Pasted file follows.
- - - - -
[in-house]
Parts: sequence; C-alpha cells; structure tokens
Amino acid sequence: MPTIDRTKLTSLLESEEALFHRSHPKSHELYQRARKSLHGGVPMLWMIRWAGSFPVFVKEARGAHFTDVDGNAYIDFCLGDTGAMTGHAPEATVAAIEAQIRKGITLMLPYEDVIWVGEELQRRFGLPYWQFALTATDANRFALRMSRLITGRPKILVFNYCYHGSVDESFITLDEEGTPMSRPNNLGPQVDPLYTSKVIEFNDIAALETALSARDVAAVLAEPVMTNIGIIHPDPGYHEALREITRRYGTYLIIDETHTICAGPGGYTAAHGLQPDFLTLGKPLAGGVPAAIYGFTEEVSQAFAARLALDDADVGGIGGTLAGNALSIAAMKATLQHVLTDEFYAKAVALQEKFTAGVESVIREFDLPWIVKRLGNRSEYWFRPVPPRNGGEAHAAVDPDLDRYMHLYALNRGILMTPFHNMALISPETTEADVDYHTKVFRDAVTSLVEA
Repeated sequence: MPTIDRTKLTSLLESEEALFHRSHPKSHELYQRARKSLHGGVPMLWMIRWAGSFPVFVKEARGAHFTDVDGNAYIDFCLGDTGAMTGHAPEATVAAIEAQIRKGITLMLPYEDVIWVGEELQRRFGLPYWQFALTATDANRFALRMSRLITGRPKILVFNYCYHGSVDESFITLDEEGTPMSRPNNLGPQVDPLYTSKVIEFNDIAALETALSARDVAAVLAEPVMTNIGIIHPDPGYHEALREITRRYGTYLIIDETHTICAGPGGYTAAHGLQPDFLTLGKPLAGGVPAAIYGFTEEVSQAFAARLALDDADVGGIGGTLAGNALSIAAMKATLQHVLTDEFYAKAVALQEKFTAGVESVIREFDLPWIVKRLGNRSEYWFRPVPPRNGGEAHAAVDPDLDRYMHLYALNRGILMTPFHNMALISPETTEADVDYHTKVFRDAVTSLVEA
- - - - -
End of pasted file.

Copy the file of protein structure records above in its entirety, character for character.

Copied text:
[in-house]
Parts: sequence; C-alpha cells; structure tokens
Amino acid sequence: MPTIDRTKLTSLLESEEALFHRSHPKSHELYQRARKSLHGGVPMLWMIRWAGSFPVFVKEARGAHFTDVDGNAYIDFCLGDTGAMTGHAPEATVAAIEAQIRKGITLMLPYEDVIWVGEELQRRFGLPYWQFALTATDANRFALRMSRLITGRPKILVFNYCYHGSVDESFITLDEEGTPMSRPNNLGPQVDPLYTSKVIEFNDIAALETALSARDVAAVLAEPVMTNIGIIHPDPGYHEALREITRRYGTYLIIDETHTICAGPGGYTAAHGLQPDFLTLGKPLAGGVPAAIYGFTEEVSQAFAARLALDDADVGGIGGTLAGNALSIAAMKATLQHVLTDEFYAKAVALQEKFTAGVESVIREFDLPWIVKRLGNRSEYWFRPVPPRNGGEAHAAVDPDLDRYMHLYALNRGILMTPFHNMALISPETTEADVDYHTKVFRDAVTSLVEA
Repeated sequence: MPTIDRTKLTSLLESEEALFHRSHPKSHELYQRARKSLHGGVPMLWMIRWAGSFPVFVKEARGAHFTDVDGNAYIDFCLGDTGAMTGHAPEATVAAIEAQIRKGITLMLPYEDVIWVGEELQRRFGLPYWQFALTATDANRFALRMSRLITGRPKILVFNYCYHGSVDESFITLDEEGTPMSRPNNLGPQVDPLYTSKVIEFNDIAALETALSARDVAAVLAEPVMTNIGIIHPDPGYHEALREITRRYGTYLIIDETHTICAGPGGYTAAHGLQPDFLTLGKPLAGGVPAAIYGFTEEVSQAFAARLALDDADVGGIGGTLAGNALSIAAMKATLQHVLTDEFYAKAVALQEKFTAGVESVIREFDLPWIVKRLGNRSEYWFRPVPPRNGGEAHAAVDPDLDRYMHLYALNRGILMTPFHNMALISPETTEADVDYHTKVFRDAVTSLVEA